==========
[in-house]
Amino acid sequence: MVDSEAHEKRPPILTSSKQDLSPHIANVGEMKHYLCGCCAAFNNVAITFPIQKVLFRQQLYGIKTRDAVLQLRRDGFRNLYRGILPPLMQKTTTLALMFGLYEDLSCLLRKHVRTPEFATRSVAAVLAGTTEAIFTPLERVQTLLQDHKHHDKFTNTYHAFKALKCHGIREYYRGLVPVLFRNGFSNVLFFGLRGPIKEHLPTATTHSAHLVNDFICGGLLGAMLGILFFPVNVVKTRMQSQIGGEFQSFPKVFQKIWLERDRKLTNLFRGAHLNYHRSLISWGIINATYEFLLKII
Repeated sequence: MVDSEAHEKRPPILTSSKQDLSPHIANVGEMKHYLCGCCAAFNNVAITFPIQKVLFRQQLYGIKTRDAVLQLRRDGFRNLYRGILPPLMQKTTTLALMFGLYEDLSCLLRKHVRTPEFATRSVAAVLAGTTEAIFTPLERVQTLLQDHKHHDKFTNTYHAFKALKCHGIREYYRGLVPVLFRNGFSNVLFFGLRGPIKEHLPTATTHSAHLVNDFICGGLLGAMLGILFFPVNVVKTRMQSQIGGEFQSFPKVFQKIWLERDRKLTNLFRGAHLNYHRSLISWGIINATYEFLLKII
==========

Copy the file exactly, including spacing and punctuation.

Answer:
[in-house]
Amino acid sequence: MVDSEAHEKRPPILTSSKQDLSPHIANVGEMKHYLCGCCAAFNNVAITFPIQKVLFRQQLYGIKTRDAVLQLRRDGFRNLYRGILPPLMQKTTTLALMFGLYEDLSCLLRKHVRTPEFATRSVAAVLAGTTEAIFTPLERVQTLLQDHKHHDKFTNTYHAFKALKCHGIREYYRGLVPVLFRNGFSNVLFFGLRGPIKEHLPTATTHSAHLVNDFICGGLLGAMLGILFFPVNVVKTRMQSQIGGEFQSFPKVFQKIWLERDRKLTNLFRGAHLNYHRSLISWGIINATYEFLLKII
Repeated sequence: MVDSEAHEKRPPILTSSKQDLSPHIANVGEMKHYLCGCCAAFNNVAITFPIQKVLFRQQLYGIKTRDAVLQLRRDGFRNLYRGILPPLMQKTTTLALMFGLYEDLSCLLRKHVRTPEFATRSVAAVLAGTTEAIFTPLERVQTLLQDHKHHDKFTNTYHAFKALKCHGIREYYRGLVPVLFRNGFSNVLFFGLRGPIKEHLPTATTHSAHLVNDFICGGLLGAMLGILFFPVNVVKTRMQSQIGGEFQSFPKVFQKIWLERDRKLTNLFRGAHLNYHRSLISWGIINATYEFLLKII